Termites are insects that live in colonies with a hierarchy similar to that of the bees: Queen, soldier, worker and larval termites. They live in either nests or mounds.
The mound-building termites build strong mounds that can be as tall as 25 feet and live in the lower part of the mound that is underground. Irrespective of the weather outside, the inside of the mound always remains cool at 30 degree Celsius because of a network of tunnels that make up its ventilation system. The tunnels extend across the length and breadth of the mound and are all connected to one big central tunnel that runs through the centre.
During the day, when the temperature rises, the air near the opening of the mound becomes warm. As hot air rises up through the tunnels, the cool air, being denser, sinks lower through the central tunnel. This keeps the temperature inside the mound cooler than outside. Termites control the temperature of their mound because they farm a type of fungus, which grows only in this temperature. This fungus is their main source of food.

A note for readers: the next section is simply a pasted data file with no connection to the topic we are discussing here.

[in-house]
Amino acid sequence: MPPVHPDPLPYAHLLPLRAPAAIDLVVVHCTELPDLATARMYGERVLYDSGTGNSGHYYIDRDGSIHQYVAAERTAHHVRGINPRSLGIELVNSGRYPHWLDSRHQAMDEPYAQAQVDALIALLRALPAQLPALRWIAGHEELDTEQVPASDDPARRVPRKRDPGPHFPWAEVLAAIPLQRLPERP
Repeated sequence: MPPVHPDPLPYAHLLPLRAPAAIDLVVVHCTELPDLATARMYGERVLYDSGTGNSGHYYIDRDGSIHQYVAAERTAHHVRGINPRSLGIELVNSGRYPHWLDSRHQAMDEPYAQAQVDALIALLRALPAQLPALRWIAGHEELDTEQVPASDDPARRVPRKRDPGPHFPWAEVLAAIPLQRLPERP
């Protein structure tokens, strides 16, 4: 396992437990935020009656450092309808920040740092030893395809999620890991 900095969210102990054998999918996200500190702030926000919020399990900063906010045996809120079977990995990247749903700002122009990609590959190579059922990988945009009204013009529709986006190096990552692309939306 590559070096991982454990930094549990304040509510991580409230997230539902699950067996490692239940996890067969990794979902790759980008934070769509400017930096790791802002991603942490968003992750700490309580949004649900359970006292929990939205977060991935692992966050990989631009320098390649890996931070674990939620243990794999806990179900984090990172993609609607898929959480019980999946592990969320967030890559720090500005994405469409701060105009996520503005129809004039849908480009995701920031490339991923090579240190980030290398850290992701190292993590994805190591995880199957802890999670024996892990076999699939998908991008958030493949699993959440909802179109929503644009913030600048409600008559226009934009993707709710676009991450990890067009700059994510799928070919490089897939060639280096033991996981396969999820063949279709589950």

Termite mounds can outlast the colonies that built them. Some mounds have lasted even up to 2000 years.